Babi Yar. Context

Ukrainian director Sergei Loznitsa reconstructs the mass execution of 33,771 Jews by the Nazis in the Babi Yar ravine using never-before-seen archive material.

Please note that this film is in Ukrainian, Russian, German and Polish, with Dutch subtitles.
Time & Tickets

Babi Yar is the ravine at the edge of the Ukrainian capital Kiev where one of the largest mass executions in history took place. Sergei Loznitsa tells this documentary account in meticulous detail, building from the lead up to the aftermath of the two days in September 1941, when Nazis shot dead 33,771 Jews at this place.

The mass execution forms the silent core of this film constructed entirely from archive footage, to which sound has been added in some cases. Loznitsa used a similar technique in other films such as BLOCKADE (2006), about the siege of Leningrad. By precluding almost any form of interpretation, he ensures that the archive footage speaks for itself. And speak it does. It bears inescapable witness to not only the atrocities, but also to the subsequent compliance of the city and its inhabitants. We see posters of Hitler willingly stuck on windows, only to be scraped off after the occupation ends, in an act of erasure that the ravine site itself came to suffer as well. (source:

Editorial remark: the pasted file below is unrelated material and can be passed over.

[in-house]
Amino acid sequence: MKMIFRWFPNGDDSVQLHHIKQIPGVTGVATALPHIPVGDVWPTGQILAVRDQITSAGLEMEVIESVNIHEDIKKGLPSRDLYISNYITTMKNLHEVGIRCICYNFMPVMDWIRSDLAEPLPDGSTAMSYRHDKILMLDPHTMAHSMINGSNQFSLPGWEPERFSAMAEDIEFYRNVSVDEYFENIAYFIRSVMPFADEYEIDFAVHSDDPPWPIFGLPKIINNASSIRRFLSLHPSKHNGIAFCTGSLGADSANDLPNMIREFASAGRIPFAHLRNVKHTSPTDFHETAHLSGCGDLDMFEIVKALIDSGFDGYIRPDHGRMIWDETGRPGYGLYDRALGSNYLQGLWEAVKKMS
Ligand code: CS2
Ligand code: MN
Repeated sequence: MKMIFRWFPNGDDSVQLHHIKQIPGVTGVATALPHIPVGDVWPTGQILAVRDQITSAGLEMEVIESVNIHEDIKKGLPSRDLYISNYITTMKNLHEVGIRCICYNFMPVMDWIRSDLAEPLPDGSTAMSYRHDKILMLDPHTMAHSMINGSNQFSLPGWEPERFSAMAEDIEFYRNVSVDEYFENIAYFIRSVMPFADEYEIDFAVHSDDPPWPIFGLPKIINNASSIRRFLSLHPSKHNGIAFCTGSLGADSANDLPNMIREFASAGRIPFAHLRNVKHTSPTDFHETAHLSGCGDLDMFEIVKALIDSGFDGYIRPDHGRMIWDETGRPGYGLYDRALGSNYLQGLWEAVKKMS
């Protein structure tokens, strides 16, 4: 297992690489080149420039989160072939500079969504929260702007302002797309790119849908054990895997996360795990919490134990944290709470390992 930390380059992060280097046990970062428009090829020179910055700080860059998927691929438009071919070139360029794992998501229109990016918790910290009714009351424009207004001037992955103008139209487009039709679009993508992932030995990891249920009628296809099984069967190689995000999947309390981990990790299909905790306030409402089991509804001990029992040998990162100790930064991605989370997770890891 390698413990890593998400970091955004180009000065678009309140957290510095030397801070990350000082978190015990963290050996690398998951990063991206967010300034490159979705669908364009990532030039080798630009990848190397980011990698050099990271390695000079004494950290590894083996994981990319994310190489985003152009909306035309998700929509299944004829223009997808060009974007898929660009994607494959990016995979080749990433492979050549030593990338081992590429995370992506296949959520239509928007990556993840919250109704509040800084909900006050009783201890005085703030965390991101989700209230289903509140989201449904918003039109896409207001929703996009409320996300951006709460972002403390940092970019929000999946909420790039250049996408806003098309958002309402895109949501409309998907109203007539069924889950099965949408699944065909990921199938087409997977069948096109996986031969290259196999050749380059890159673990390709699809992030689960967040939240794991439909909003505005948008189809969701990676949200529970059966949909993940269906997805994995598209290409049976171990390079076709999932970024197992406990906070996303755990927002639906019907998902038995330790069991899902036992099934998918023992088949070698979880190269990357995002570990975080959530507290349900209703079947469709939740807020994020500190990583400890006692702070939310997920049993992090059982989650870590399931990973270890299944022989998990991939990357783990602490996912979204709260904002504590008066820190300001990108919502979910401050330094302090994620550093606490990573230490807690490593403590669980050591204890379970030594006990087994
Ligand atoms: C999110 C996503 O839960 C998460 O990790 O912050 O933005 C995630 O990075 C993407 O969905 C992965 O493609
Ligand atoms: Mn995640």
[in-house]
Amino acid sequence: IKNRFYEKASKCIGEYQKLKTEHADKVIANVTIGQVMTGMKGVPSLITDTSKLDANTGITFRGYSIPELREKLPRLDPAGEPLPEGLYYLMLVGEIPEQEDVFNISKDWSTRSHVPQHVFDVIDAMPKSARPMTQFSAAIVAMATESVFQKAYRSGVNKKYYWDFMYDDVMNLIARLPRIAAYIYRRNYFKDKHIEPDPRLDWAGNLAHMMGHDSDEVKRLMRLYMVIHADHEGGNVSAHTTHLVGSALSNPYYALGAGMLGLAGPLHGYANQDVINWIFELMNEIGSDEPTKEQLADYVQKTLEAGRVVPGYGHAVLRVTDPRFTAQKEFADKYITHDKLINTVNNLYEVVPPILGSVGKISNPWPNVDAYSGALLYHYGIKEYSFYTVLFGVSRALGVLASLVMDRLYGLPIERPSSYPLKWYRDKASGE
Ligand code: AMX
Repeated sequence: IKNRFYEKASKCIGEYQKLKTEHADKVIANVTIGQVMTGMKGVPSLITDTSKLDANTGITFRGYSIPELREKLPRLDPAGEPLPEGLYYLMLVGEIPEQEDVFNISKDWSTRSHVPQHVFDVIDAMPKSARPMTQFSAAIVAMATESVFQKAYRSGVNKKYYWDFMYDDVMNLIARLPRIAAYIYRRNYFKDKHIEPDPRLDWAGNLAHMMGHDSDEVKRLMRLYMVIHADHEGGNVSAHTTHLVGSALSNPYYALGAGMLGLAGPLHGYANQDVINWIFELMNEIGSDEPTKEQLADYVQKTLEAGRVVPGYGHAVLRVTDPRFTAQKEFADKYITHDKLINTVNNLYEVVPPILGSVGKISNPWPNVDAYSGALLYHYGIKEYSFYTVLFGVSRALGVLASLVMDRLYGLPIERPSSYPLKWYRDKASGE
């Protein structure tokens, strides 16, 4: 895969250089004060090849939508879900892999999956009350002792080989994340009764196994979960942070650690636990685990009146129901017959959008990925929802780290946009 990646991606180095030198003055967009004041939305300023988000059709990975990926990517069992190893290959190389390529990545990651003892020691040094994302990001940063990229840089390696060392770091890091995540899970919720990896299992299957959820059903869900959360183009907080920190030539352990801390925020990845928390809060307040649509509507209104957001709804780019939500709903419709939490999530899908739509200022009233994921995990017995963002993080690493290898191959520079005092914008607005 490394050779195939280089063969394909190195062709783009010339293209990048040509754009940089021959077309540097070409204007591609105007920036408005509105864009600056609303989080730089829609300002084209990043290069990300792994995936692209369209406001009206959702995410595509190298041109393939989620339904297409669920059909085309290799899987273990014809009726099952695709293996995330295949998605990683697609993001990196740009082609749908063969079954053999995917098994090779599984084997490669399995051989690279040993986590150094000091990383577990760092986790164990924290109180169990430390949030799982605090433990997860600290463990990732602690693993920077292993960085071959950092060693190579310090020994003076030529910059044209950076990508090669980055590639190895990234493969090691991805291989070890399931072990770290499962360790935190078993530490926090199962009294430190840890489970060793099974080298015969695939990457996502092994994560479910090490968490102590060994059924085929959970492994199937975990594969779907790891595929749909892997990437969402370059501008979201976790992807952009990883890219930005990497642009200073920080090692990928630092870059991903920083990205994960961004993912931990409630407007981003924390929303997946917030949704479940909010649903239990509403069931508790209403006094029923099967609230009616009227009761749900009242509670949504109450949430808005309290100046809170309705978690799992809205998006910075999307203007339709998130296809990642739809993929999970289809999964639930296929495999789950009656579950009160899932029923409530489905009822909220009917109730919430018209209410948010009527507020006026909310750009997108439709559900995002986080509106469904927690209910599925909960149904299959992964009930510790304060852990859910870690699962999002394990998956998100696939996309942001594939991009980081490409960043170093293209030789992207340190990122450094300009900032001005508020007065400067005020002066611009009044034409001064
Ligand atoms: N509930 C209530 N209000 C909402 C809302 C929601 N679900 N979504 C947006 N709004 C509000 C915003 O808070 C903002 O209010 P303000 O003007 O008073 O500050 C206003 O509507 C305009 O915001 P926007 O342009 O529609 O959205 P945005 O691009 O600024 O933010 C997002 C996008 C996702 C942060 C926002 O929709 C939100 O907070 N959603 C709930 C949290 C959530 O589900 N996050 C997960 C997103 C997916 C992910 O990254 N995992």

Sergei Loznitsa, Netherlands, Ukraine, 2021, 121 min. Ukrainian, Russian, German & Polish spoken, Dutch subtitles.